Maria Littleton, Vitality of the Mind, Step Parenting


Maria Littleton, Vitality of the Mind, Step Parenting

The hardest part about step-parenting is the fact that there is no clear cut guide how to do it. Parenting is hard enough as it is. Step-parenting adds a whole new level to the dynamics. In this article I will discuss 5 tips to help a step-parent maneuver with compassion through the thicket of step-parenting. These tips come from a collaboration of research, informal and formal observations, stories shared with me, and some of my own personal experience.

I am a mother and a step-parent. I became a step-parent before I became a mother. Let me clarify, I was a single, childless woman who married a divorced man with children from his previous marriage before my husband and I had our son. This is a common occurrence nowadays. Whether it’s a divorced woman with children from a previous marriage getting into a relationship with a single man with no children. Or a divorced man with children from a previous marriage getting together with a divorced woman with children from a previous marriage. I can keep listing the different combinations, but you get the point. Step-parenting is a common occurrence; however maneuvering through the experience seems to have varying support.

If someone were to research stepparenting on the web one might find the first five top links would direct the reader to articles that talk mostly about boundaries, relationship building, and validating or normalizing the challenging experience of stepparenting. Recent academic research published identified three influences that impact modern blended families: honoring the past, marking the present, and investing in the future (Pylyser, Buysse, & Loeys, 2017). But what does all this mean and how do you maneuver through this information?

Before I continue further, I want to acknowledge that this insight that I share with you also includes taking into consideration situations where the ex-party (wife or husband or partner) can be on extremes in both directions: ideal co-parent or nightmare co-parent. Believe me when I share with you that I’ve heard, seen and or experienced it all. For example, the ex-husband who doesn’t answer any calls and refuses to help with child support. Or the ex-wife who incessantly calls your husband and tells him whatever about the kids to get his attention just to talk to him. Or the ex who tells the kids stories to alienate the children from your partner and you because they are jealous. With further ado, here are the five tips to help you, the step-parent, maneuver through the challenges of step-parenting.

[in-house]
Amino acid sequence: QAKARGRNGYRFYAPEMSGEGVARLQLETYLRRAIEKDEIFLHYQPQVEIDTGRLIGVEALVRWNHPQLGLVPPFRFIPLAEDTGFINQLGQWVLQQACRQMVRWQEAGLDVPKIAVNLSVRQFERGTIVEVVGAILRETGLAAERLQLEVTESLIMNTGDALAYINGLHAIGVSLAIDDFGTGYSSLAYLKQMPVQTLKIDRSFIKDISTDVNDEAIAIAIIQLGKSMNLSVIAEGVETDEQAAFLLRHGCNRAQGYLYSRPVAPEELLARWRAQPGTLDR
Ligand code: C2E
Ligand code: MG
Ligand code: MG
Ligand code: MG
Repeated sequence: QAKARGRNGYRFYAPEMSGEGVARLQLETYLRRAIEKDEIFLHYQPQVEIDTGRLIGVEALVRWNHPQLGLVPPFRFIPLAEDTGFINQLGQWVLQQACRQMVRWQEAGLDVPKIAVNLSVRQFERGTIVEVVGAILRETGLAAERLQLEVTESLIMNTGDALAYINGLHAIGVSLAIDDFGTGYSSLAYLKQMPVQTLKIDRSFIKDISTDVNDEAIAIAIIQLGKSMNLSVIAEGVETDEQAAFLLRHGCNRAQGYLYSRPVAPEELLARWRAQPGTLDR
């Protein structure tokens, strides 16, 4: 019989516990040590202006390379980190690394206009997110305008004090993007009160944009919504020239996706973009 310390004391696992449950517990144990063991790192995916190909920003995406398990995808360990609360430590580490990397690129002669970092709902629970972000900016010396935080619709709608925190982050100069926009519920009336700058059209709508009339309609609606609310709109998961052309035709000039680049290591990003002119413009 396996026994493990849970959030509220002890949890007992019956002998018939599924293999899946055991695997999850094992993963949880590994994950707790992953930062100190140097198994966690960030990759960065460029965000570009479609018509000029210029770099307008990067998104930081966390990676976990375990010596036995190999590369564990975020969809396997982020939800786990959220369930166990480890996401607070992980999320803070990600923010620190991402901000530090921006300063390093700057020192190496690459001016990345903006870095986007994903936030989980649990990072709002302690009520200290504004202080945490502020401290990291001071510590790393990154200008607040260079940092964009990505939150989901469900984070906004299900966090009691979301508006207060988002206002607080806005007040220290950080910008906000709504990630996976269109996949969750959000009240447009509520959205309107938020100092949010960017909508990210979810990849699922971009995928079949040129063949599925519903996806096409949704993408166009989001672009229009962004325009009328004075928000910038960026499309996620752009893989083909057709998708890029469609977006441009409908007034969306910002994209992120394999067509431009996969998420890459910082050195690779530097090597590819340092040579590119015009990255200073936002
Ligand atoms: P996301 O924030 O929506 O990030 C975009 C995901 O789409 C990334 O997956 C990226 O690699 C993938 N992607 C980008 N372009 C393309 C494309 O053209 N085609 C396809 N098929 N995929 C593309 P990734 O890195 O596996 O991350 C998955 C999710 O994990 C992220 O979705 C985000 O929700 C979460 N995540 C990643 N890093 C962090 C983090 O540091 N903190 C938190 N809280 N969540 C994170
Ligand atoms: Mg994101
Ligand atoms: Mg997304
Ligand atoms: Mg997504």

1. Set up a “You” space. Setting up a “you” space is so important. It is challenging, no doubt, to be a stepparent. Which is why it is critical that you have a sacred space for yourself. This includes having someone you can talk to about your experiences. Your partner doesn’t count because it is not a free forum. That forum comes with influences simply based on the relationship. The “you” space should be somewhere safe you can explore your raw and uninhibited feelings about your step-parenting experience. This is needed because when you are not able to express your feelings and you bottle it up instead you place yourself and your family at risk for exposure to these raw feelings in indirect ways.
  2. Role-up. Exploring, creating and establishing your role is an important part of creating boundaries. Exploring what it important to you and developing the fundamentals of your role in your family dynamics will help you to stick to your boundaries and not get suck up in the drama.
  3. Co-parent. It’s always more beneficial to work together, but sometimes our ideals are not possible. So, sometimes co-parenting is having a general idea that both households practice kindness, structure, and support for the success of the children. No household looks exactly the same, and contrast is okay. Children in blended families have a variety of opportunities simply because of their situation. Two homes equals more ground to learn from.
  4. Develop the relationships. This is one of my favorite of the tips. This fundamental step supports you having a unique relationship with your stepchild. This is simply just recommending to spend time nurturing a relationship with your stepkids. Like other relationships you invest in, this too is an investment.
  5. Honor your relationships. Honoring your marriage is just as important as honoring your unique and special relationship with your stepchildren. Nurturing your marriage will also nurture your relationship with your stepchildren. It is creating the dynamics of a healthy and loving home.


Step-parenting is no easy task. There is always something to consider and the dynamics are always changing. But you don’t have to get sucked up in the tornado when the storm chooses to pass through your house. Using these tips will help you create a foundation you can stand on, even when the tornado touches down, these elements provide a structure for you to rebuild upon.

*Disclaimer – These tips are not interventions, nor do they propose to treat/cure anyone or any situation, but are for informational purposes.



Pylyser, C., Buysse, A., & Loeys, T. (2017) Stepfamilies doing family: A meta-ethnography. Viewed: on September 10, 2018.

Duncan, L.G., Coatsworth, J.D. & Greenberg, M.T. Clin Child Fam Psychol Rev (2009) 12: 255

A model of mindful parenting: implications for parent-child relationships and prevention research.

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